I remember my O-Level English teacher, during a class on Lord Of The Flies, gleefully if inexplicably chanting, "Kill the pig! Cut his throat! Spill his blood! Do the Hucklebuck!" I was reminded of this by the triumphant dances of the hunters in Marcus Romer's production for Pilot Theatre (in association with York Theatre Royal and the Lyric Hammersmith), which has now entered London towards the end of a five-month tour. Having killed their first pig, Jack and his minions proceed to twitch semi-epileptically (possibly in a pre-echo of Simon the mystic's fit at the end of the first act) as the sounds of industrial techno fill the theatre; they even draw their fingers across their eyes in that Travolta-in-Pulp-Fiction move.
Clearly, this is not necessarily the 1950s vision in which William Golding's first novel was originally grounded. The boys marooned on a desert island by a plane crash dress in school clothes which could come from any period – the choristers' uniforms of Jack's contingent, after all, look as anachronistic in a Fifties as a Nineties context. Nigel Williams's stage adaptation (slightly altered since its RSC premiere in 1995) uses the same lack of definition: modern-sounding lines such as Simon's "I bet we came from the sky and invaded this planet" or Ralph's warning to the off-message Piggy, "You undermined my authority", rub along comfortably with the public-school prejudices, paternalism and growing atavism exhibited by the boys. Williams also makes explicit the references to nuclear war which were almost completely excised from Golding's original manuscript by his Faber editor Charles Monteith.
Under Romer's direction, the cast of eight adult men steer well clear of embarrassing child-acting, although Danny Nutt's nasal drawl as Jack begins to grate a little. Nutt plays Jack as slightly hysterical, insecure in his command, from the start, rather than possessed throughout of the authority and certitude of a juvenile Colonel Kurtz. Jonah Russell and Faroque Khan nicely underplay where able the outsider aspects of Ralph and Simon respectively, and Neville Hutton's Piggy, whilst evidently cut from a different cloth from the public-schoolboys, invites ridicule from the sneering Jack but never from the audience. Ali Allen and Marise Rose's set design uses pivoting, tilting fragments of aeroplane fuselage and wing for the mountains, caves, huts and rocks of the island. Moreover, Pilot, as a young people's company, have decided to augment their education and outreach work by distributing a CD-ROM (designed by Warwick Pilmer and Tony Bonner) with each copy of the programme; by and large, this expands the information in the printed version rather than striking out in altogether new directions.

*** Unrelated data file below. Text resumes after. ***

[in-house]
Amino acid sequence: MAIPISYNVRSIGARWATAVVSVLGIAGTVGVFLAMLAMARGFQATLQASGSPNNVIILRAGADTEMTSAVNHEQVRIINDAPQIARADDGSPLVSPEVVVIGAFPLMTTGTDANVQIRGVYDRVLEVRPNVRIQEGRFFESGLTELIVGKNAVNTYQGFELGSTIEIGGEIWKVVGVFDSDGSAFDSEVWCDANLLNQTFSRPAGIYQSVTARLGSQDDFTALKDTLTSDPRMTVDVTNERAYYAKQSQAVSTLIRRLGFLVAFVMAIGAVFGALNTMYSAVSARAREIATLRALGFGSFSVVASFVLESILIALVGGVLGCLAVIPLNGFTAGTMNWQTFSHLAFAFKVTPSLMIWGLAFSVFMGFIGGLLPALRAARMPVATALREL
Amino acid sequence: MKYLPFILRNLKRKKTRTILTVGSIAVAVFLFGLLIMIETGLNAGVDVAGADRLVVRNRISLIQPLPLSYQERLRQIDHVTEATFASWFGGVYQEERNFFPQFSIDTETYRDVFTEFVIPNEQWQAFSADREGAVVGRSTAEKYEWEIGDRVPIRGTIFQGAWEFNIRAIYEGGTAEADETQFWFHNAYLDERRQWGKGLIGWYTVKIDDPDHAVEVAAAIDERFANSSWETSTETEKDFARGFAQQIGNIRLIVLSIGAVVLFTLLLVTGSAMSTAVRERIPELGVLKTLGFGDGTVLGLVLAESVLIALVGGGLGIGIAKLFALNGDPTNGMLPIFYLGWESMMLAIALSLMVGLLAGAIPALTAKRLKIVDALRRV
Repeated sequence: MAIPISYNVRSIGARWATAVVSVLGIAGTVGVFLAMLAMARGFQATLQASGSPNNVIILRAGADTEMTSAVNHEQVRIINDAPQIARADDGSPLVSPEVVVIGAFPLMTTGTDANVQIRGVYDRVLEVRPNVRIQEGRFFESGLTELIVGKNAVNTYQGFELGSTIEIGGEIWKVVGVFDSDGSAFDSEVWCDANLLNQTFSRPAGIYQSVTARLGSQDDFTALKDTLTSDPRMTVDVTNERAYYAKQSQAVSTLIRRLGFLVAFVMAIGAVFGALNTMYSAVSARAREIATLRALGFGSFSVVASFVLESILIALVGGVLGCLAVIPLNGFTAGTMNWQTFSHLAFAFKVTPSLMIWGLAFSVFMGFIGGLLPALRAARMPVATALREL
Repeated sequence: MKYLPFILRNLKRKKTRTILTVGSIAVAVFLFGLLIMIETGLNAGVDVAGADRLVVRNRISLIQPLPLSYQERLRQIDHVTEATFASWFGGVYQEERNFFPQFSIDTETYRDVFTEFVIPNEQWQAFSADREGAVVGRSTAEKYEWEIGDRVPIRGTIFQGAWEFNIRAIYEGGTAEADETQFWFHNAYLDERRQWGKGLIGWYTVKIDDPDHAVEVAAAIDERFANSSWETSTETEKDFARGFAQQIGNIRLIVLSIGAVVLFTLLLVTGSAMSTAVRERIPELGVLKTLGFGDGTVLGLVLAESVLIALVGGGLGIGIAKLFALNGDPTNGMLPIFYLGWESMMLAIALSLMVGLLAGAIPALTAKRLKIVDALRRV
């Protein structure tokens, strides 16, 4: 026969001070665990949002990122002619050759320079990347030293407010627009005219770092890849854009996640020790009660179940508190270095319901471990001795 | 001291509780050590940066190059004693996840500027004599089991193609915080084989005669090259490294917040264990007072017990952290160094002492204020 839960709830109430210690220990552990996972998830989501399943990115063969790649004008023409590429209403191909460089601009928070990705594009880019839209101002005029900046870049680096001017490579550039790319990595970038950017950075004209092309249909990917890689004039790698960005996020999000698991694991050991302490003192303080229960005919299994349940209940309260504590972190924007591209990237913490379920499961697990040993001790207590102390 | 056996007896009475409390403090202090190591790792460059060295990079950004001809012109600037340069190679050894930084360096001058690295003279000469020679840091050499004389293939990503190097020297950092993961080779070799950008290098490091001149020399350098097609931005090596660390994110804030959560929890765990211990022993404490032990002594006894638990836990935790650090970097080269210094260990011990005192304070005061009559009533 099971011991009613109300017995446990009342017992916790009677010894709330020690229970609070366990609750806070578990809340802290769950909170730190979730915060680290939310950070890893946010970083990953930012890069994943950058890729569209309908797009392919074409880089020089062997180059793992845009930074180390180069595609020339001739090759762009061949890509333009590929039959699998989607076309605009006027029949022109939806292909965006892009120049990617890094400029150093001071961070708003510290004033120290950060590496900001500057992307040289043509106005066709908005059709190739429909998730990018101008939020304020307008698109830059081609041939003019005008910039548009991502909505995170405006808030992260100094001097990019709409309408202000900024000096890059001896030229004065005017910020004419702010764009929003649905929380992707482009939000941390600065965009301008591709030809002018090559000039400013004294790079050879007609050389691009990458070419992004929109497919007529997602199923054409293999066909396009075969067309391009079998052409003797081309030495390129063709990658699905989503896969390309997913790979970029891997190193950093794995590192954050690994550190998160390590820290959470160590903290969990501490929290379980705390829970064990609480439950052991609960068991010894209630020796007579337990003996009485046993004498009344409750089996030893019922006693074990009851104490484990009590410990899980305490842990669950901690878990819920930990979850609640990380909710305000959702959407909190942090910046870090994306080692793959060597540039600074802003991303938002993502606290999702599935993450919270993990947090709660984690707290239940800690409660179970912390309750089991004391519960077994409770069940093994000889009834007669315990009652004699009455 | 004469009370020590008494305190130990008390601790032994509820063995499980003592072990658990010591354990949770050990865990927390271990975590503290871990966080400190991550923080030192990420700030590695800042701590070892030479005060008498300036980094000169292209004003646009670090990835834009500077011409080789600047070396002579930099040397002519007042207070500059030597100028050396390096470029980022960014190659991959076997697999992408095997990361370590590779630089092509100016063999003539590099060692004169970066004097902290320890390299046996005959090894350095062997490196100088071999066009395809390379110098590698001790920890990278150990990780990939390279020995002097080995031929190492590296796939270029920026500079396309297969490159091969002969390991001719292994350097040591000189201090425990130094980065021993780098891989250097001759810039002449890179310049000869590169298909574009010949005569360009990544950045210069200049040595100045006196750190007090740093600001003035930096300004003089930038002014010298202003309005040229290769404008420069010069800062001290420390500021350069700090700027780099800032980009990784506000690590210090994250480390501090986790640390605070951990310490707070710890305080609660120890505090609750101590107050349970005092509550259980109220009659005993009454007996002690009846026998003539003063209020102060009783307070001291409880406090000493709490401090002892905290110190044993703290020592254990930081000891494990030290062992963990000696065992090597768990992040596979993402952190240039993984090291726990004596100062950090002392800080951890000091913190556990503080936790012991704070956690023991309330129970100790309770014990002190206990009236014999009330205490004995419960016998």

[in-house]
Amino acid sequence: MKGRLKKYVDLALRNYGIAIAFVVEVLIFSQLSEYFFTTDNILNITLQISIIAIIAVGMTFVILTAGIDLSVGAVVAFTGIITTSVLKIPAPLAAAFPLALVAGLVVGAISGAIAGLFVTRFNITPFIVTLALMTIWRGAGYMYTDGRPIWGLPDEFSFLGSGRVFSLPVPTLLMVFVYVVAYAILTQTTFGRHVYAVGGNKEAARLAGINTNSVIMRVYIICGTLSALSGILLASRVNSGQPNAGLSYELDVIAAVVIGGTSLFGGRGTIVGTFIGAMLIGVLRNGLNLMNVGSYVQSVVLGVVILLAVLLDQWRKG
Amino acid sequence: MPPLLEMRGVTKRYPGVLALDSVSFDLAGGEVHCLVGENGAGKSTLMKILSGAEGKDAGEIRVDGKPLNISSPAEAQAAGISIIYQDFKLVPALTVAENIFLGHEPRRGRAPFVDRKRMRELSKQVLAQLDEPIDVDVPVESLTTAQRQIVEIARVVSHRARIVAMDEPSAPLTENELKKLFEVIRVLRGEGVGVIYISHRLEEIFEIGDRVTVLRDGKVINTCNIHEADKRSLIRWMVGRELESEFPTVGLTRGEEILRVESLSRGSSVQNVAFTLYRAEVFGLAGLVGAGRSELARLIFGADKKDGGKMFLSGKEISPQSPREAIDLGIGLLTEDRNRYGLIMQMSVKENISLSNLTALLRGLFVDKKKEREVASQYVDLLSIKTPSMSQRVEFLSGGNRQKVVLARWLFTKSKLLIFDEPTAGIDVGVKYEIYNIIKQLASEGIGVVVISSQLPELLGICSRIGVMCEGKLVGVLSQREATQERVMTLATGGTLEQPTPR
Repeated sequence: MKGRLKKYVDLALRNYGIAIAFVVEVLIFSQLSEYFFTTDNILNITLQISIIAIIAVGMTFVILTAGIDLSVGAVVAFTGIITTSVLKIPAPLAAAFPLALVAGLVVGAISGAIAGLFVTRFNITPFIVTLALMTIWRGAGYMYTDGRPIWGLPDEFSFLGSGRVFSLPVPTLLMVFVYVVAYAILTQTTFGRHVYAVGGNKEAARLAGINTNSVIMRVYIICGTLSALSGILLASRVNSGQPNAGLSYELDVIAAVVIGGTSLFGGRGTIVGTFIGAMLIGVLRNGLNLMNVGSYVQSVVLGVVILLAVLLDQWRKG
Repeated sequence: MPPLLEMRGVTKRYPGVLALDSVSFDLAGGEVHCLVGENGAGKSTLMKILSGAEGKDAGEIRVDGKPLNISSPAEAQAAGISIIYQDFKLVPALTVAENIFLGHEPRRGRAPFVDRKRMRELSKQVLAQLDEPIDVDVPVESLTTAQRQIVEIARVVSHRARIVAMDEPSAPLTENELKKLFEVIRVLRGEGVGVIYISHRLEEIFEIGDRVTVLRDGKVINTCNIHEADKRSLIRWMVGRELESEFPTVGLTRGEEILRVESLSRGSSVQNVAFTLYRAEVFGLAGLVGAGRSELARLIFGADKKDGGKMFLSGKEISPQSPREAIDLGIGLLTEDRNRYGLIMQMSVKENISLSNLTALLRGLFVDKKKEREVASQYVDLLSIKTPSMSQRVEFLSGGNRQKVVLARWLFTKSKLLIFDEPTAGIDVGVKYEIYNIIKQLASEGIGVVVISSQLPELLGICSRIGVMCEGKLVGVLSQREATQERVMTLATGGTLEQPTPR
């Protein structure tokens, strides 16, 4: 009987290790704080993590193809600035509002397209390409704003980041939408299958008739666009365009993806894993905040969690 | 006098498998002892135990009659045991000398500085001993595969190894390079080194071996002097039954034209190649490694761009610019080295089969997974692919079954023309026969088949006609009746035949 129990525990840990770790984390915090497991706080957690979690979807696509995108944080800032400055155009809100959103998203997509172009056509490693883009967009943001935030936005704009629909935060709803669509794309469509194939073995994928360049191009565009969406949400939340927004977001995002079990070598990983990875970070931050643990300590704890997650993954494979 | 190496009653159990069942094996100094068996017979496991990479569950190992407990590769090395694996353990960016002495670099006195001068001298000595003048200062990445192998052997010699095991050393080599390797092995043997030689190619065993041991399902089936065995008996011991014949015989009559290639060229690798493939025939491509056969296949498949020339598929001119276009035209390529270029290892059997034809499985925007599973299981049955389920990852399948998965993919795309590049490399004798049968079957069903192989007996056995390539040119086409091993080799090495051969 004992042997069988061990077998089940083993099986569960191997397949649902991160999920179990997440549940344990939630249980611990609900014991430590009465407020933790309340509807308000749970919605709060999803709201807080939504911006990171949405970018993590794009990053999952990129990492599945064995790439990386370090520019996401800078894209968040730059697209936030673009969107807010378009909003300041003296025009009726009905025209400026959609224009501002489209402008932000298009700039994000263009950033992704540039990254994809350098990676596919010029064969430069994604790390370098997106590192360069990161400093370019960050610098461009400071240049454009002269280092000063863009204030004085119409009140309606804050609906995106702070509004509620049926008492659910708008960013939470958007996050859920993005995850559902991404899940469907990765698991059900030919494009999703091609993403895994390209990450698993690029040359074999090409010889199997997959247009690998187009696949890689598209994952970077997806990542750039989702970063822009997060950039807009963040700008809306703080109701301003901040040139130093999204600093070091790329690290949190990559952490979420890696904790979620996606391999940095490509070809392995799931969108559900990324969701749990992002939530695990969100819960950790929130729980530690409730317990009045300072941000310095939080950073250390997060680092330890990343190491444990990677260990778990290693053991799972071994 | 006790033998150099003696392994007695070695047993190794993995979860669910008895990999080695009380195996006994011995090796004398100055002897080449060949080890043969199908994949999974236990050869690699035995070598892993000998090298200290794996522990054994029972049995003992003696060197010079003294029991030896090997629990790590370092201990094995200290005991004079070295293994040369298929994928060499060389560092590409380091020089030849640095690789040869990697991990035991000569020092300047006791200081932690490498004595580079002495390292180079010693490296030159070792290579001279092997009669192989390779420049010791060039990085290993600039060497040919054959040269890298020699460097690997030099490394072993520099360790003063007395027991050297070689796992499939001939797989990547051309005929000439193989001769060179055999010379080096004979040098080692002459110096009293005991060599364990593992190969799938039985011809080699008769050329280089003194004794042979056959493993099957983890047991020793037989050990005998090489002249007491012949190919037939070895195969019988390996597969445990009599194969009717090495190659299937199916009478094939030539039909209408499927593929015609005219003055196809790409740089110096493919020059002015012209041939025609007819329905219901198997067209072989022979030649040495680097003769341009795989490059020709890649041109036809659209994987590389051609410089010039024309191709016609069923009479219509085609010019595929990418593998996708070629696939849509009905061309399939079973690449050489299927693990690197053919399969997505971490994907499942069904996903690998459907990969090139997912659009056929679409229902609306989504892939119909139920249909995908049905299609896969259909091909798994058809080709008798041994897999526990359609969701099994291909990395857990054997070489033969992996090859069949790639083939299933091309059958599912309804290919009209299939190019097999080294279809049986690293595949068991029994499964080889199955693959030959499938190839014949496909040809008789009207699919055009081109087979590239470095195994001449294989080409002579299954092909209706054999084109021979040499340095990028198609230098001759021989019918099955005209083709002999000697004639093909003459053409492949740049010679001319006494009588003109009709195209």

Written for the Financial Times.
Copyright © Ian Shuttleworth; all rights reserved.
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